Digital CBT
Play • 40 min

What is digital CBT? How does therapy work over the internet? Can it ever be as good as face-to-face? Dr Lucy Maddox hears from Dr Graham Thew and Fiona McLauchlan-Hyde about an internet-based CBT programme for PTSD. Fiona shares her experience of how this therapist-supported programme helped her through traumatic grief, and also has some helpful advice for people trying to comfort those who are bereaved. 

 

Show notes

BABCP website is at www.babcp.com

CBT Register of accredited CBT therapists is at https://www.cbtregisteruk.com

BPS Top tips for psychological sessions delivered by video call for adult patients

https://www.bps.org.uk/sites/www.bps.org.uk/files/Policy/Policy%20-%20Files/Top%20tips%20for%20psychological%20sessions%20by%20video%20%28adult%20patients%29.pdf

Resource from OCD-UK on getting the most out of online CBT

https://www.babcp.com/files/Therapists/Oxford-OCD-Making-the-Most-Out-of-Remote-Therapy-for-Patients-by-OCDUK.pdf

Graham’s recent paper in the Cognitive Behavioural Therapist can be found on the podcast journal article page

https://www.cambridge.org/core/journals/the-cognitive-behaviour-therapist/information/let-s-talk-about-cbt-podcast

Information from Cruse about traumatic grief

https://www.cruse.org.uk/get-help/traumatic-bereavement/traumatic-loss

The Good Grief Trust

https://www.thegoodgrieftrust.org

Image is by Cassie Boca on Unsplash

Inside Schizophrenia
Inside Schizophrenia
Healthline Media
Incarceration and Schizophrenia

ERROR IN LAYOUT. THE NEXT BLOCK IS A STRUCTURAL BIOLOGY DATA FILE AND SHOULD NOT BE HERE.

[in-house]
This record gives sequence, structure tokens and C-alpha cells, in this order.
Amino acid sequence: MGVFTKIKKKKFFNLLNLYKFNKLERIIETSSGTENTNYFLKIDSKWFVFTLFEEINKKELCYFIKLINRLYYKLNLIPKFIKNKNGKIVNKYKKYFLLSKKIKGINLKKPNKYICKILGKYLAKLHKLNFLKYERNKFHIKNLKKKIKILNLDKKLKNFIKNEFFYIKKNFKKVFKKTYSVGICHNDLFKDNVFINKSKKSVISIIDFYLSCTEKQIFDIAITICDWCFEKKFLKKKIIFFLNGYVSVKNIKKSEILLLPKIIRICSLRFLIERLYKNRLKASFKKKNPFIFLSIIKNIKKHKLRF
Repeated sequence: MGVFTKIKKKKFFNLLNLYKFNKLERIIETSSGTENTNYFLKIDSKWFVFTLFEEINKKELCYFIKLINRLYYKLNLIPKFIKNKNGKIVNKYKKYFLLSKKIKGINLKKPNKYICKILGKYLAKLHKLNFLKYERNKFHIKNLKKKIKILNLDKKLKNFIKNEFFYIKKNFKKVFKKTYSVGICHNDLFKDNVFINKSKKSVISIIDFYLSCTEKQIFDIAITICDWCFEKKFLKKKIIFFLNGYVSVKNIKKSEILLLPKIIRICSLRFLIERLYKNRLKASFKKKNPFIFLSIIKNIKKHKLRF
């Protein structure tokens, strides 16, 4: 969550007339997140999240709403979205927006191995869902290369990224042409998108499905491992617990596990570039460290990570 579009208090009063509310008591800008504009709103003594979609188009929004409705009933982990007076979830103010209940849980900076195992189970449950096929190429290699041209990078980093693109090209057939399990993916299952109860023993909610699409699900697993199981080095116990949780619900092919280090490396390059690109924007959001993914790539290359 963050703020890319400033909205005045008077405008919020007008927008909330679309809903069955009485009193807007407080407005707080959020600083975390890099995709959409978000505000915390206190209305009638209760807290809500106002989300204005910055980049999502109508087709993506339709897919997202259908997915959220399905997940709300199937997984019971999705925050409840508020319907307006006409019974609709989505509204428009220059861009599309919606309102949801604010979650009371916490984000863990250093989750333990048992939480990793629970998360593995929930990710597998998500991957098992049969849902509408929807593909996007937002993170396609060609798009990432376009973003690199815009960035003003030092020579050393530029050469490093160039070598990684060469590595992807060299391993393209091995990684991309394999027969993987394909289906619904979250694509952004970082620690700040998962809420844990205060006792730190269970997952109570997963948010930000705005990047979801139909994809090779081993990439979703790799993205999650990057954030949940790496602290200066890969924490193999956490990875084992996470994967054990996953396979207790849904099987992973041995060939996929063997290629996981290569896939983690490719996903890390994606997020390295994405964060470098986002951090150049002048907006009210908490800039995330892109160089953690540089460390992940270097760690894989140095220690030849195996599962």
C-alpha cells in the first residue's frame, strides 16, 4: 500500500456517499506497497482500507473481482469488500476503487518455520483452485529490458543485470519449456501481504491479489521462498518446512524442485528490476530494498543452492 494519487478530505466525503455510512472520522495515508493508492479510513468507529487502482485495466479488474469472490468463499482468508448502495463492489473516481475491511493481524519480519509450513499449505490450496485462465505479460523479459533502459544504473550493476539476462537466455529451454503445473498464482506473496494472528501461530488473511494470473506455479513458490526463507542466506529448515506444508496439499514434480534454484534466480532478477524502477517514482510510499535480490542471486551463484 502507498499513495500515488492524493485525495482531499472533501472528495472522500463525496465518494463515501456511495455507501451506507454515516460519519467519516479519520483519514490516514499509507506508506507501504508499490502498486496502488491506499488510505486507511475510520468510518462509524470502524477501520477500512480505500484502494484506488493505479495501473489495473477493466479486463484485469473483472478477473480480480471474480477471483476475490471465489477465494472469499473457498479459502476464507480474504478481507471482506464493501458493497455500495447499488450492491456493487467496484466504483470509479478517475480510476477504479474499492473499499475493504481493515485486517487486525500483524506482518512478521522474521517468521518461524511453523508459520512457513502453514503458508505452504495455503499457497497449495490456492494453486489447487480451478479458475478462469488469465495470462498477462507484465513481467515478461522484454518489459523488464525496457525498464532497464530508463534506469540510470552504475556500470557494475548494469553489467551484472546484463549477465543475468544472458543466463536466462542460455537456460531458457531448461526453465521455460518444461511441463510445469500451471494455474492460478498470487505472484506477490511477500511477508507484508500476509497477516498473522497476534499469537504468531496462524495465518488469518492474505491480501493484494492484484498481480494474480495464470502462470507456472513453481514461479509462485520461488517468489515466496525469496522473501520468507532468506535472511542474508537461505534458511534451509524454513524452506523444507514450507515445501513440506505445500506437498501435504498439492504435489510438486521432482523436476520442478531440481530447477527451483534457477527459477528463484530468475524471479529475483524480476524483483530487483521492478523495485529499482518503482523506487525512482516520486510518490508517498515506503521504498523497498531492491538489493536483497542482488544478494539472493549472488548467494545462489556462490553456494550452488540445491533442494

The U.S. correctional system is responsible for having 10 times the number of mentally ill patients receiving treatment than any state psychiatric hospital. People with serious mental disorders are 4 times more likely to be incarcerated for minor charges, such as disorderly conduct. Inmates with schizophrenia also remain in prison longer than others. Host Rachel Star Withers and cohost Gabe Howard examine the effect prison has on people with schizophrenia and the connections between living with schizophrenia and incarceration. Guest Lloyd Hale joins us to discuss living with schizophrenia and his time in the correctional system after he was convicted of murder. Years later, he was found not guilty by reason of insanity. About Our Guest Lloyd Hale is a father, certified peer specialist, and the founder of RIDE 4 S.P.M.I. (Ride 4 Serious and Persistent Mental Illness), a 210-mile bike ride across South Carolina to raise awareness around mental illness. As someone living well with schizophrenia, Lloyd has devoted his life to sharing his story in the hopes that others will seek treatment and receive the help and support they need. Lloyd has partnered with SC SHARE (South Carolina Self Help Association Regarding Emotions) to champion the READY FOR LIFE project and THE DREAM TEAM PROJECT, which aims to start healthy conversations in rural areas with youths and their families about mental health and resources in their community. Featured in the Bevocalspeakup documentary “Beyond Silence” with executive producer, singer and songwriter Demi Lovato. In the documentary, Lloyd shares an unscripted journey with the camera through his recovery and current life. http://www.openeighty.com